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Some Brief Reflections on Digital Technologies and Economic Development

  • Jeffrey D. Sachs

Abstract

Among the many disruptions caused by artificial intelligence (AI) and other digital technologies (including automation, cyberwarfare, surveillance, loss of privacy, fake news, infrastructure vulnerability), the effects on development pathways are likely to be significant and complex. AI will enable low-income countries to leapfrog in several sectors, including e-governance, e-finance, e-health, and e-education. Yet AI will also lead to automation, reducing the demand for labor, especially unskilled labor. Labor-intensive sectors such as apparel will provide fewer jobs, and lower export earnings. Development strategies will need to adjust accordingly.

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NOTES

1 “World Urbanization Prospects 2018: Data Query,” United Nations Department of Economic and Social Affairs/Population Division, population.un.org/wup/DataQuery/.

2 Vitor Gaspar, David Amaglobeli, Mercedes Garcia-Escribano, Delphine Prady, and Mauricio Soto, Fiscal Policy and Development: Human, Social, and Physical Investments for the SDGs, SDN 19/03, International Monetary Fund, January 23, 2019, www.imf.org/en/Publications/Staff-Discussion-Notes/Issues/2019/01/18/Fiscal-Policy-and-Development-Human-Social-and-Physical-Investments-for-the-SDGs-46444; Jeffrey Sachs, Vanessa Fajans-Turner, Taylor Smith, Cara Kennedy-Cuomo, Teresa Parejo, and Siamak Sam Loni, Closing the SDG Budget Gap, Sustainable Development Solutions Network, December 2018, unsdsn.org/wp-content/uploads/2019/02/MOVE-HUMANITY-REPORT-WEB-V6-201218-1.pdf.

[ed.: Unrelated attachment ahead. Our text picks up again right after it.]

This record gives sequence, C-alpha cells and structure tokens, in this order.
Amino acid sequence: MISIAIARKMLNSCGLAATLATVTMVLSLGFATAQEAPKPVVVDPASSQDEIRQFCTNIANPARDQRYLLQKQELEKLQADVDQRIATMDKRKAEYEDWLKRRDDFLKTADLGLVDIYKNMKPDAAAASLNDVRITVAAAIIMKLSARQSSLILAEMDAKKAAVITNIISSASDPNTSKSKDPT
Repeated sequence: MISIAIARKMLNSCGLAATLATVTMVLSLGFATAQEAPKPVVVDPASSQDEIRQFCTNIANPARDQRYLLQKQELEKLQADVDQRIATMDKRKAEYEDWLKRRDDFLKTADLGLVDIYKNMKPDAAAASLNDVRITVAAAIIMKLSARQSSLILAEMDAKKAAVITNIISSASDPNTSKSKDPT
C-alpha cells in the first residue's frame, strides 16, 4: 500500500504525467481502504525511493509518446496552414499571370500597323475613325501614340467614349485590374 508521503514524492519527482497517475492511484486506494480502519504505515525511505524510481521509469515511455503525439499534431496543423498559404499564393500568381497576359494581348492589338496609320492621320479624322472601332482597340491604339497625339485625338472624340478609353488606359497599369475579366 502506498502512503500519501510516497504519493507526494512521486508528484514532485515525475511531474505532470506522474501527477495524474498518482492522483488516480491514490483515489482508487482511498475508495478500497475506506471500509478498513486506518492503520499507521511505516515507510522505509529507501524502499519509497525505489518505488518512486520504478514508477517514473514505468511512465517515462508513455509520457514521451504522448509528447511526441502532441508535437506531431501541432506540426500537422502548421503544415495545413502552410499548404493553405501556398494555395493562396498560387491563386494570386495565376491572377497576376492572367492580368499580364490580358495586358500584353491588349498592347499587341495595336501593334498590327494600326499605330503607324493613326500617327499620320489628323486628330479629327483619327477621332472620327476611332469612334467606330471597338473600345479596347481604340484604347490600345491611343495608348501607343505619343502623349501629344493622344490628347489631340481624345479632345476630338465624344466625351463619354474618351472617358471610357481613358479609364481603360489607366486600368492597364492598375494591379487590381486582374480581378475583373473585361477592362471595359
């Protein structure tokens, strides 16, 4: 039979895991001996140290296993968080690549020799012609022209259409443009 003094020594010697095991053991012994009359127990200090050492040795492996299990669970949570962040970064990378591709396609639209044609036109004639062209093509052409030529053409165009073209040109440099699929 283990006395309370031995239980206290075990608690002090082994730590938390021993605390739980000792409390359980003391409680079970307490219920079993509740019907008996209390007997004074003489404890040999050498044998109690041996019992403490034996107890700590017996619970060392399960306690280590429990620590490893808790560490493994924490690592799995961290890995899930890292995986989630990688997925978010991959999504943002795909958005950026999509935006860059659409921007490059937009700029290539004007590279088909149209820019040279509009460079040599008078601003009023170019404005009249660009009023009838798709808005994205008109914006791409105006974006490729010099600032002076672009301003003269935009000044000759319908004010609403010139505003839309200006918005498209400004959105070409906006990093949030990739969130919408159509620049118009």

3 “World Population Prospects 2017: Data Query,” United Nations Department of Economic and Social Affairs/Population Division, population.un.org/wpp/DataQuery/.

4 Ibid.

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Ethics & International Affairs
  • ISSN: 0892-6794
  • EISSN: 1747-7093
  • URL: /core/journals/ethics-and-international-affairs
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